Bill Gates and Warren Buffett are scheduled to visit India this week and while there will talk with many of the country's billionaires about committing more money to charitable causes, Agence France-Presse reports.
Before joining Buffett, Bill and Melinda Gates will visit policy makers, nongovernmental partners, business and community leaders, and public health figures to discuss ways to build on public health advancements in the country. They will also travel to the state of Bihar to help launch an $80 million maternal and child health initiative supported by the Gates Foundation, the state government, and local and international NGOs.
To date, nearly sixty billionaires, most of them American, have commited at least half of their wealth to philanthropic causes through the Giving Pledge, a campaign launched last year by Buffett and the Gateses. But convincing the wealthiest people in India, where philanthropic traditions are not as well established as they are in the West, could be a challenge. According to a report from Bain & Company, India's wealthiest class contributes only 1.6 percent of their household income to charitable causes, compared to 1.9 among the middle class. Arpan Sheth, a Bain & Company consultant, said he believes philanthropic activity lags wealth accumulation because it is a relatively new phenomenon.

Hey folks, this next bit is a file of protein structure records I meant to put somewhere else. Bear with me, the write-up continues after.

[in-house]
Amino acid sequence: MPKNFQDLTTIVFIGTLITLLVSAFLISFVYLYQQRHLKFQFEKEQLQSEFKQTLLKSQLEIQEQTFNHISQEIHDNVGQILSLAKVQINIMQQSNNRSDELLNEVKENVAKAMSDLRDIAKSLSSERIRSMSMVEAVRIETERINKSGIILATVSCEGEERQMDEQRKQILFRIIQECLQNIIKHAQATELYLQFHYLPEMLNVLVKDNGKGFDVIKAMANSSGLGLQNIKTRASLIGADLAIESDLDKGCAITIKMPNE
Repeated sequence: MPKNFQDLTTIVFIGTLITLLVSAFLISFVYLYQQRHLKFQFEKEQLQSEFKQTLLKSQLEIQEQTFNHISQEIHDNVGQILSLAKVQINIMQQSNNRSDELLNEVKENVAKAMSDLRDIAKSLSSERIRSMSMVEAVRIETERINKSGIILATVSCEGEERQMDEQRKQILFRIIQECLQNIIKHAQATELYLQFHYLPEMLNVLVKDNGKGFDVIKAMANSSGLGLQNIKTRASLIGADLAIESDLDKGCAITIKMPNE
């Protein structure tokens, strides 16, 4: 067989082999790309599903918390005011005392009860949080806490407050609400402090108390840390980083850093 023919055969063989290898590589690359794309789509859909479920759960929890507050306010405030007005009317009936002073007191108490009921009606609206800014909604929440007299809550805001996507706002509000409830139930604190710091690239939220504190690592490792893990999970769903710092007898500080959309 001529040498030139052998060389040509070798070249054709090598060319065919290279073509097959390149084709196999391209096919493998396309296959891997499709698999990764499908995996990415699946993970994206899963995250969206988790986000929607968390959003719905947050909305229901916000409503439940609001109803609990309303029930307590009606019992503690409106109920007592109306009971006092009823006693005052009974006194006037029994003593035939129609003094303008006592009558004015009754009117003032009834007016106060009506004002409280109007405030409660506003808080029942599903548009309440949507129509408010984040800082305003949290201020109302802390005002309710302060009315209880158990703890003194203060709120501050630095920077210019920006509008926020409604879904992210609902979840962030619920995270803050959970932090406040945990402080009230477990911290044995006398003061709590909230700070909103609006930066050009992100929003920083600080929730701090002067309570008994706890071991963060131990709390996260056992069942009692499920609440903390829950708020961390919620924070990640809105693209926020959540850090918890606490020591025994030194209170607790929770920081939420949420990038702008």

"We have a history of scarcity, and so it takes a while to build confidence that the future will be better on a sustainable basis and let go of newly earned wealth," Sheth told the AFP. "There is also a suspicion that charities are badly managed and so donors fear their contributions won't be put to good use or are at risk of being misappropriated."